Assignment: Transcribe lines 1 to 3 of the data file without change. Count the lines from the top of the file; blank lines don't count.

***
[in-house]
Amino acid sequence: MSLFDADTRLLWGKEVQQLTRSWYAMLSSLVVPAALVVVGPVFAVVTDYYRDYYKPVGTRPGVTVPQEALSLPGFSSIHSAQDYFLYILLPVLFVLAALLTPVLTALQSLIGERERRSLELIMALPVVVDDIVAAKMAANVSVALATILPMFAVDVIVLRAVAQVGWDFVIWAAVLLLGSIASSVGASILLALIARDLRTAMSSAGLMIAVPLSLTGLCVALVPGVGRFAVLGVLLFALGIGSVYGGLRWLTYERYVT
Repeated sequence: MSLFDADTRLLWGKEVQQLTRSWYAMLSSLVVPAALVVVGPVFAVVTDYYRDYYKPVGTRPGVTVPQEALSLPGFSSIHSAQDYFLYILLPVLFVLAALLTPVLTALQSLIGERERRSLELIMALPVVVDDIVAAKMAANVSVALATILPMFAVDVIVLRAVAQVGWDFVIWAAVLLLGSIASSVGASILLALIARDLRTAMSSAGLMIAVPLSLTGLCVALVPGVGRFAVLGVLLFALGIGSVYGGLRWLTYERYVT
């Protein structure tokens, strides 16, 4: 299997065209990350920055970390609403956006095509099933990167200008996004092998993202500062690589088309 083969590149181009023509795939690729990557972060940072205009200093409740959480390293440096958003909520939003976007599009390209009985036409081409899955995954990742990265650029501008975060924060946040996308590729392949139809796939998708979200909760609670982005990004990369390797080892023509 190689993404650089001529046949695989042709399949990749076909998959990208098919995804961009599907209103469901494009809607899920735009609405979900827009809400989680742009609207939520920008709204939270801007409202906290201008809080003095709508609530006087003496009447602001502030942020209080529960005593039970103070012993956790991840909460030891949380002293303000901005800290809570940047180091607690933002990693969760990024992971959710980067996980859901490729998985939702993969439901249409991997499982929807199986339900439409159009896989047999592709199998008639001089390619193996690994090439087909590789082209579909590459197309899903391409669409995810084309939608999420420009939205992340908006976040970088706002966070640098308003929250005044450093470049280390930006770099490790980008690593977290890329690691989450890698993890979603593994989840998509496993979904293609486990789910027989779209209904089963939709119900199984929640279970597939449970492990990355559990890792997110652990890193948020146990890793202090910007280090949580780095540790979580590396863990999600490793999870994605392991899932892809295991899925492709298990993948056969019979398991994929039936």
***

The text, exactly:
[in-house]
Amino acid sequence: MSLFDADTRLLWGKEVQQLTRSWYAMLSSLVVPAALVVVGPVFAVVTDYYRDYYKPVGTRPGVTVPQEALSLPGFSSIHSAQDYFLYILLPVLFVLAALLTPVLTALQSLIGERERRSLELIMALPVVVDDIVAAKMAANVSVALATILPMFAVDVIVLRAVAQVGWDFVIWAAVLLLGSIASSVGASILLALIARDLRTAMSSAGLMIAVPLSLTGLCVALVPGVGRFAVLGVLLFALGIGSVYGGLRWLTYERYVT
Repeated sequence: MSLFDADTRLLWGKEVQQLTRSWYAMLSSLVVPAALVVVGPVFAVVTDYYRDYYKPVGTRPGVTVPQEALSLPGFSSIHSAQDYFLYILLPVLFVLAALLTPVLTALQSLIGERERRSLELIMALPVVVDDIVAAKMAANVSVALATILPMFAVDVIVLRAVAQVGWDFVIWAAVLLLGSIASSVGASILLALIARDLRTAMSSAGLMIAVPLSLTGLCVALVPGVGRFAVLGVLLFALGIGSVYGGLRWLTYERYVT